We had a bit of a problem. :)
We want to ensure that only N threads are doing background tasks at any time. To do this, we used a fixed thread pool executor. It seemed to be working fine.
Then we found an issue. Suppose you have a class which uses the executor to do some parallel work and then it calls some other class while in the executor thread which also does some parallel work, intending to wait on it. Here's what happens:
- Main thread calls the first level method.
- This method thinks it can parallelise into 16 tasks and splits up its work.
- 16 tasks are submitted to the executor.
- Main thread starts waiting for its tasks to complete.
- Supposing there are four threads available, the first four tasks each get picked up and run. So there are 12 tasks left on the queue.
- Now, one of these tasks calls some other method.
- This new method thinks it can parallelise into 2 tasks. Let's say it's the first step in a parallel merge sort or something along those lines.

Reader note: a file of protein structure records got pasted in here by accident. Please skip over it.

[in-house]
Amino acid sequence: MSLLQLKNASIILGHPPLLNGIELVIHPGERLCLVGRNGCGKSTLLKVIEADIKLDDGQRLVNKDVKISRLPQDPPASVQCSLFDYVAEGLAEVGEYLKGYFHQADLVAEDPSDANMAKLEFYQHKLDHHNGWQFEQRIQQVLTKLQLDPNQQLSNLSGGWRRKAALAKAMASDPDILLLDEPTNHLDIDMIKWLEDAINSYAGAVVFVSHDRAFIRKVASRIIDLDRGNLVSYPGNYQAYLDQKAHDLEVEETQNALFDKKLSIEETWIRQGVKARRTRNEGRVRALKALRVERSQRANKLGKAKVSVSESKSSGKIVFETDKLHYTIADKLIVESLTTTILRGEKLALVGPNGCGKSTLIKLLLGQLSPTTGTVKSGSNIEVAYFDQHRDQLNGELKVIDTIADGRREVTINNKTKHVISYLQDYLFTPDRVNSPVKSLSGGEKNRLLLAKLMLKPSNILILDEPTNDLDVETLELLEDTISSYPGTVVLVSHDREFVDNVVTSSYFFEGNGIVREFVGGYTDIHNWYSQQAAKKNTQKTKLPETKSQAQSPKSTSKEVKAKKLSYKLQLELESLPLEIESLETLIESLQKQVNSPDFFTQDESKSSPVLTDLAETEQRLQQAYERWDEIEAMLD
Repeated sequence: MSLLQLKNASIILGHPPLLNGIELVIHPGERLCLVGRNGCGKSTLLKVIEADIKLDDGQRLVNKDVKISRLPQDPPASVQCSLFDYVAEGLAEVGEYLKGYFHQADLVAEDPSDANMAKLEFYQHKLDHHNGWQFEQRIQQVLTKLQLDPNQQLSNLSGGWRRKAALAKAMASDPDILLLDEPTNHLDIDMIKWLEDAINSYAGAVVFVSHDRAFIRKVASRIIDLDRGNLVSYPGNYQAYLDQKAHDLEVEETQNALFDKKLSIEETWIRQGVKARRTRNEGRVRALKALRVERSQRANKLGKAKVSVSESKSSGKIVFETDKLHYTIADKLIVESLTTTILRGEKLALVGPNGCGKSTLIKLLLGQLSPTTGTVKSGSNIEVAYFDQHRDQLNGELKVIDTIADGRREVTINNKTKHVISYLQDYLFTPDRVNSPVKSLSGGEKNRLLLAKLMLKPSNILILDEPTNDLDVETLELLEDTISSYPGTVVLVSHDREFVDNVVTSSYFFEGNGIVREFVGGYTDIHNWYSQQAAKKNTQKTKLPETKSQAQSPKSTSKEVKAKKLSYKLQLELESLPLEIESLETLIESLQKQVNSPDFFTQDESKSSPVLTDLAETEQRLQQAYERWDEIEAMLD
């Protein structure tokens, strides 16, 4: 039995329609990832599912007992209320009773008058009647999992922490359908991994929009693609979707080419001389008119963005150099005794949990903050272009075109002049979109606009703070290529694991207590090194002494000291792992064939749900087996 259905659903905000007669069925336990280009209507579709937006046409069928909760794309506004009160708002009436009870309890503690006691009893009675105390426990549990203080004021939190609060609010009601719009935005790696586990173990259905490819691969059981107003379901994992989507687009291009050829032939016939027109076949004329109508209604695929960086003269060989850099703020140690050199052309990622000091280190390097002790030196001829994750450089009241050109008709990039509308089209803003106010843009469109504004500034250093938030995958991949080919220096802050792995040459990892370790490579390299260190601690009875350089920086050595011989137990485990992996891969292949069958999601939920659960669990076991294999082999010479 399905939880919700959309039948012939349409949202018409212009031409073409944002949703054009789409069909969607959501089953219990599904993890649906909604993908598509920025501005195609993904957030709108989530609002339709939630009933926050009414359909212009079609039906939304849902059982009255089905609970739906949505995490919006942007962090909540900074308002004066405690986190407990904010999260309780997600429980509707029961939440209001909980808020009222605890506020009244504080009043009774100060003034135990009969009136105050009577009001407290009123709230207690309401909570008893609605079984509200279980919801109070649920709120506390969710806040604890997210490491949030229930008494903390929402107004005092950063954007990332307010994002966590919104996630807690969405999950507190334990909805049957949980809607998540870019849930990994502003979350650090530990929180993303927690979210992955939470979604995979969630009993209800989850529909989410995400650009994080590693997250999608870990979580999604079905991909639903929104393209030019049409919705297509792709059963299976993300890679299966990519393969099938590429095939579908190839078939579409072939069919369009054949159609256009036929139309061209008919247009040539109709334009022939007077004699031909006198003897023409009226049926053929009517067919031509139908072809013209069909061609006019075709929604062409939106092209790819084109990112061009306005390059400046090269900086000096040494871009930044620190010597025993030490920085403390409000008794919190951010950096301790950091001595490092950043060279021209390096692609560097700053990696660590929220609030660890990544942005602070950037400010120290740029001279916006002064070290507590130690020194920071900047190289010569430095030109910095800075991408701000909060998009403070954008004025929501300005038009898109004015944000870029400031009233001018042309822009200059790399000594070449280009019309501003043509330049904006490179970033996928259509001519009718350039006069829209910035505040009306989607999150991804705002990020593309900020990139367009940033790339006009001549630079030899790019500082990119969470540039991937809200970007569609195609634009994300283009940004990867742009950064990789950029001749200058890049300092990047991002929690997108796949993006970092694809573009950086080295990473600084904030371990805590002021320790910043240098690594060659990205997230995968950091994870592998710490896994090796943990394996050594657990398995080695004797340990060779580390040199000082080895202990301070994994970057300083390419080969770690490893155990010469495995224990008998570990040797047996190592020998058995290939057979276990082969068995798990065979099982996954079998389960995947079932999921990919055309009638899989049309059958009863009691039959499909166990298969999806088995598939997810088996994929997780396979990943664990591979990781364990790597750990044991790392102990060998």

- 2 tasks are submitted to the executor.
- This thread now starts waiting for its tasks to complete.
Uh-oh. So at this point, all four threads will now be waiting for tasks to complete but they are collaboratively blocking the executor actually running those tasks.
Solution 1 to this problem was as follows: on submitting a new task to the executor, if we are already running all our threads, and we are already running on one of the executor threads, run the task inline. This worked fine for 10 months, but now we have hit a problem with it. If the new tasks it is submitting are still relatively large, then you can get into a situation where the new task blocks the method from adding the other tasks to the queue, which would otherwise be able to be picked up by the other worker threads. So you get periods of huge delays while a thread is processing the work inline.
Is there a better solution to the core problem of executing a potentially unbounded tree of background tasks? I understand that .NET's equivalent to the executor service has some kind of in-built ability to steal from the queue which prevents the original deadlock issue from occurring, which as far as I can tell is an ideal solution. But what about over in Java land?